The Fullness of Faith
As Catholics, we know that the story of our faith isn’t merely a story. God has chosen to use man as the vehicle through which He reveals, puts down, interprets, and passes on the faith. But the story doesn’t belong to us – we are merely its stewards. Because our Church Fathers recognize the impact and longevity of the printed word, there’s a system in place to help us know if a published work is free from doctrinal error in regards to faith or morals. The imprimatur is the Church’s “seal of approval,” so to speak, and it’s not given lightly!21
To protect the integrity of our Catholic faith, we must stay true to its teachings, trusting that the Holy Spirit continues to guide the Church. By not expanding on or distorting what we’ve been taught, we can help ensure that what continues to be passed down is truly inspired by God. This includes not only Sacred Scripture but also Sacred Tradition, which together form “one sacred deposit” and represent the fullness of faith that has been entrusted to us.22
Sacred Tradition should not be confused with the ordinary practices and observances that may change over time or differ from culture to culture, such as various gestures or postures during the Mass. Rather, it consists of those beliefs, while not explicitly found in Scripture, that have been handed down from the Apostles to the bishops, as their successors. The fact that we even know which books to include in the Bible (the canon) is part of this tradition.23 Thus, we hold in equally high regard these teachings that have been received “from the lips of Christ, from living with Him, and from what He did, or what…was learned through the promptings of the Holy Spirit.”24
Two other examples of the importance of Tradition concern Mary and Joseph. From Scripture alone, we learn very little about these two people who figure so prominently in Jesus’ care and upbringing. Joseph never speaks in recorded Scripture and he is only mentioned a handful of times; Mary speaks a few times in the Gospels and we get a sense of her quiet presence. Because Scripture doesn’t give us the whole picture, we must rely on Sacred Tradition to understand and appreciate the richness of our faith. Even the teachings about Mary’s Immaculate Conception and her Assumption into Heaven, two dogmas of the Church, were formally defined because the community of believers continuously held firm to these beliefs. “Although the…dogmas…are relatively new, the pious attitudes that generated these promulgations are ancient.”25
We see, then, the wisdom of our God in giving us all three: Sacred Tradition, Sacred Scripture, and the teaching authority of the Church, which work together through the action of the Holy Spirit. Like three legs of a table – “one cannot stand without the others” – together they provide the stable environment in which to learn about and grow in our faith.26 Confident that the truth is being sought, upheld, and protected, we needn’t worry about trying to understand everything on our own. We are encouraged to read the Scriptures and to study the teachings of our faith, but we can always seek guidance and find definitive answers in the Catechism and in the various writings of our Church Fathers.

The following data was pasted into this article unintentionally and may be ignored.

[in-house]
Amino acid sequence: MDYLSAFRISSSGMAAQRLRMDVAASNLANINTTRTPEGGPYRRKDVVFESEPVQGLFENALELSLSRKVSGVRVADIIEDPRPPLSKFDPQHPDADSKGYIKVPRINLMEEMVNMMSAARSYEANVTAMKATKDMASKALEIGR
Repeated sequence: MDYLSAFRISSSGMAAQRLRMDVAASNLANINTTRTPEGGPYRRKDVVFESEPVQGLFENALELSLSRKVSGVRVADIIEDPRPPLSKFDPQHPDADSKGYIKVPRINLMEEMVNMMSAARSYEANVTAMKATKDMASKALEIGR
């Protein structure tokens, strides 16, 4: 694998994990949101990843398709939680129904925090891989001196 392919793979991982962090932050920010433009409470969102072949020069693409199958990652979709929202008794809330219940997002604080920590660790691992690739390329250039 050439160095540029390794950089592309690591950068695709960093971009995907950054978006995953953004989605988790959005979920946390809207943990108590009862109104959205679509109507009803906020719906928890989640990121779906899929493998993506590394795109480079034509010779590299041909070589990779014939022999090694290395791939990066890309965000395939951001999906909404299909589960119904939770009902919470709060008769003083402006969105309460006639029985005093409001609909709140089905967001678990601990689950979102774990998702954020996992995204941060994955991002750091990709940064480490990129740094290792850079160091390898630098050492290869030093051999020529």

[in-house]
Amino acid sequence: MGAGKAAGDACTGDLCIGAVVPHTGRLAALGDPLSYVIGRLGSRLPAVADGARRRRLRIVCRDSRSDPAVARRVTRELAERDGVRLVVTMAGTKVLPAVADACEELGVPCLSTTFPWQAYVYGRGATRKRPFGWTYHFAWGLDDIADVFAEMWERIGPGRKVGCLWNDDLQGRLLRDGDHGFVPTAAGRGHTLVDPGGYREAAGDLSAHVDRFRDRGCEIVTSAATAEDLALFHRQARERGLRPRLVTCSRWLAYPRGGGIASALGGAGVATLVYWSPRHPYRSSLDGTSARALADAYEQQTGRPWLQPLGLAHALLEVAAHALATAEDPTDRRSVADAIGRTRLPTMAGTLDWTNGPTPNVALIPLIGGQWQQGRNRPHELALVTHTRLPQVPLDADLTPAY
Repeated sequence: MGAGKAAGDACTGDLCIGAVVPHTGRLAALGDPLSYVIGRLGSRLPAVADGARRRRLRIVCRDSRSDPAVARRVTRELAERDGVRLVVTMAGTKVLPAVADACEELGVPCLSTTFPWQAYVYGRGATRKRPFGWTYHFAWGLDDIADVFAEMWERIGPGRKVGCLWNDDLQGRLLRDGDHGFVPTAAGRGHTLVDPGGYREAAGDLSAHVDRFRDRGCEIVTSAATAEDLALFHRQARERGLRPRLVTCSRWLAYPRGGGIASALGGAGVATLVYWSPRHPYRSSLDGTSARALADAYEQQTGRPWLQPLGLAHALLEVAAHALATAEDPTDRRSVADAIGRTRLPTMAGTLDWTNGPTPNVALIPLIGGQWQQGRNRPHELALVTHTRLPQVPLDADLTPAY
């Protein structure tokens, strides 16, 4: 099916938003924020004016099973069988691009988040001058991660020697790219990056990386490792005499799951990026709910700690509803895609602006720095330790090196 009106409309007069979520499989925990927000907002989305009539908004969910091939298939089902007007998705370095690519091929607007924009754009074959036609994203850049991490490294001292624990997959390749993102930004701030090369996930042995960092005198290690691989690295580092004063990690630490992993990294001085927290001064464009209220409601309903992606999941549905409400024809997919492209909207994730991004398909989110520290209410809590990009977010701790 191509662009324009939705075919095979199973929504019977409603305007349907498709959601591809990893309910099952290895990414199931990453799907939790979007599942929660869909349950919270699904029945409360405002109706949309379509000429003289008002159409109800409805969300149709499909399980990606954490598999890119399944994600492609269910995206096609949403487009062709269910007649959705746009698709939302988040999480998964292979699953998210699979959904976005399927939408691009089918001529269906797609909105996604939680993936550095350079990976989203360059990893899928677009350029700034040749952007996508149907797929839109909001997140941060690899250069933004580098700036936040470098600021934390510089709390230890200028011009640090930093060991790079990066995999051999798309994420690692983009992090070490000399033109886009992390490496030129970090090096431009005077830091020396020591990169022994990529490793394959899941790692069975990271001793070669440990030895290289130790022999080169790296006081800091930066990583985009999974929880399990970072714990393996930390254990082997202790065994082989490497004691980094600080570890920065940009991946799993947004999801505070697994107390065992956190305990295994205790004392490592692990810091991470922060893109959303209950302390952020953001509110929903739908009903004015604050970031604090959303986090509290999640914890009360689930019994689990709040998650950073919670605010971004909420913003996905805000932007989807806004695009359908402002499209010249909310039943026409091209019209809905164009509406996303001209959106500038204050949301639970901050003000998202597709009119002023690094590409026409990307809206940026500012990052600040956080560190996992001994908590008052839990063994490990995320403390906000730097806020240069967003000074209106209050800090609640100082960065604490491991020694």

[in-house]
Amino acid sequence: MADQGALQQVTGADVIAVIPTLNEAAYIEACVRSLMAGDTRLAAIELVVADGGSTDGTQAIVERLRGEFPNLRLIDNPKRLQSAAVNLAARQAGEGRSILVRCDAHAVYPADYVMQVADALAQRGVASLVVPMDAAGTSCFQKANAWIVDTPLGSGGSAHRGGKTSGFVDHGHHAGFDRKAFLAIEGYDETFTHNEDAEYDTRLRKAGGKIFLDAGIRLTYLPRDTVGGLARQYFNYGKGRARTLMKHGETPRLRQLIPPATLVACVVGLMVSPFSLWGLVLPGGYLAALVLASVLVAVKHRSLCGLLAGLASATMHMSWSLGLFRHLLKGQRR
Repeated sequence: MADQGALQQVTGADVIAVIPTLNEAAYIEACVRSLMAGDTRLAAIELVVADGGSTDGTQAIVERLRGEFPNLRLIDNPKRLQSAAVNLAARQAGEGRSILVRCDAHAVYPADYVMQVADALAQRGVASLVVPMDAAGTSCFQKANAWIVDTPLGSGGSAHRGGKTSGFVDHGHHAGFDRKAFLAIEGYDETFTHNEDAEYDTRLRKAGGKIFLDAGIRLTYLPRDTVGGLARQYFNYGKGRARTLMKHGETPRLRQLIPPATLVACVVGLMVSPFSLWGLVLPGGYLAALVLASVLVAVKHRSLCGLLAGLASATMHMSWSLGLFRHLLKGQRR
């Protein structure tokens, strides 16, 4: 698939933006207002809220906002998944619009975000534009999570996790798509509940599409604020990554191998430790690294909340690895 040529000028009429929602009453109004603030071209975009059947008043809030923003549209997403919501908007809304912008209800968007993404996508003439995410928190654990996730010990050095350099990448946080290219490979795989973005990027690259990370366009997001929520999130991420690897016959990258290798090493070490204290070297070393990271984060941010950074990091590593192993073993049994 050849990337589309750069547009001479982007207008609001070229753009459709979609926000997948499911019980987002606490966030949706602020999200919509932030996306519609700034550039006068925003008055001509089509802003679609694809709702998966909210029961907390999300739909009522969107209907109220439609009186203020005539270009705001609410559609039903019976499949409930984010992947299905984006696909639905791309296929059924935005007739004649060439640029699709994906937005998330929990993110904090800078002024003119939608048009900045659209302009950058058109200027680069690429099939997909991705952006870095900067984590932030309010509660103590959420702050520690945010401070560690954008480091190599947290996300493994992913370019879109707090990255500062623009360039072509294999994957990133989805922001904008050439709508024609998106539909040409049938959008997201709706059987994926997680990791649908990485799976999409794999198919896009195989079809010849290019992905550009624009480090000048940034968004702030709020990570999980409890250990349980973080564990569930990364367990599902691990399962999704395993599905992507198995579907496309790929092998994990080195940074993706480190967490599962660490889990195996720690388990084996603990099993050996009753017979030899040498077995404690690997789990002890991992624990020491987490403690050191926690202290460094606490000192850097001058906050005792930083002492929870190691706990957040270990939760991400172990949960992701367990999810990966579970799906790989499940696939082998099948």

God’s great provision for us is the solid foundation of the Church, who continues to proclaim His Word through the preaching of its duly ordained pastors. The modern-day apostles of our priests and bishops have given their lives to serving Christ and His Church, representing it in a very tangible and visible way. We, too, have a role to play. Thewitness of our priests inspires us to give of ourselves more freely and to embrace our commitments as God’s children. Just as every story begins with a single word, so with a word God spoke each of us into existence. Now we must decide how the story of our lives will continue, knowing that whatever we choose affects not only our own destiny but also that of the Church, the Mystical Body of Christ. Together, we share the responsibility to carry the truths of our faith into the future, to answer those questions that have not yet been posed or can even be imagined.
God’s Word is indeed timeless and universal. The truths are all there, and like the blurred edges of a picture, are slowly but surely coming into focus. Over time, the ways and techniques by which God’s Word is proclaimed may change, but the message itself is permanent and eternal. If we hold firm to what has been given to us, His Word will continue to speak to the hearts and minds of all mankind until the end of time.
“Let this be recorded for a generation to come, so that a people yet unborn may praise the Lord: that he looked down from his holy height, from heaven the Lord looked at the earth…” Psalm 102:18-19
– Kelley Holy
1 Saint Irenaeus, Against Heresies, Lb. 4,13-14,1: SC 100, 534-540.
2 Pope Paul VI, Dei Verbum (November 18, 1965), 2.
3 Cf. CCC, 374.
4 DV, 2.
5 Ibid., 3.
6 Ibid., 4.
7 Ibid., 13.
8 Ibid., 4.
9 Pope Paul VI, Lumen Gentium (November 21, 1964), 22.
10 CCC, 85.
11 DV, 10.
12 Cf. LG, 25.
13 Cf. http://www.numberof.net/number-of-christian-denominations/; Internet; accessed 1 March 2013.
14 DV, 8. Scripture frequently describes the Church as the bride of Christ (see Eph 5:25 or Jn 3:29).
15 DV, 11.
16 DV, 16.
17 DV, 4.
18 DV, 6.
19 The Lectionary contains the actual Scripture readings for each day, whereas the Roman Missal contains the Order of the Mass. Worship aids such as Living with Christ (in Canada) or Magnificat (U.S.) contain both.
20 DV, 18.
21The imprimatur is found on the inside fly sheet of publications where you will see the Latin phrase NIHIL OBSTAT, translating as “nothing stands in the way” (from the censor) and IMPRIMATUR, meaning “let it be printed” along with the name of the bishop granting the designation. (Relevant Canon Law: “Title IV: The Means of Social Communication,” 822-832.)
22 DV, 10.
23 Cf. DV, 8.
24 DV, 7.
25 John Switzer, Where Do We Get the Marian Dogmas? (August 2010), http://www.uscatholic.org/church/2010/07/where-do-we-get-marian-dogmas; Internet; accessed 1 March 2013.
26 DV, 10.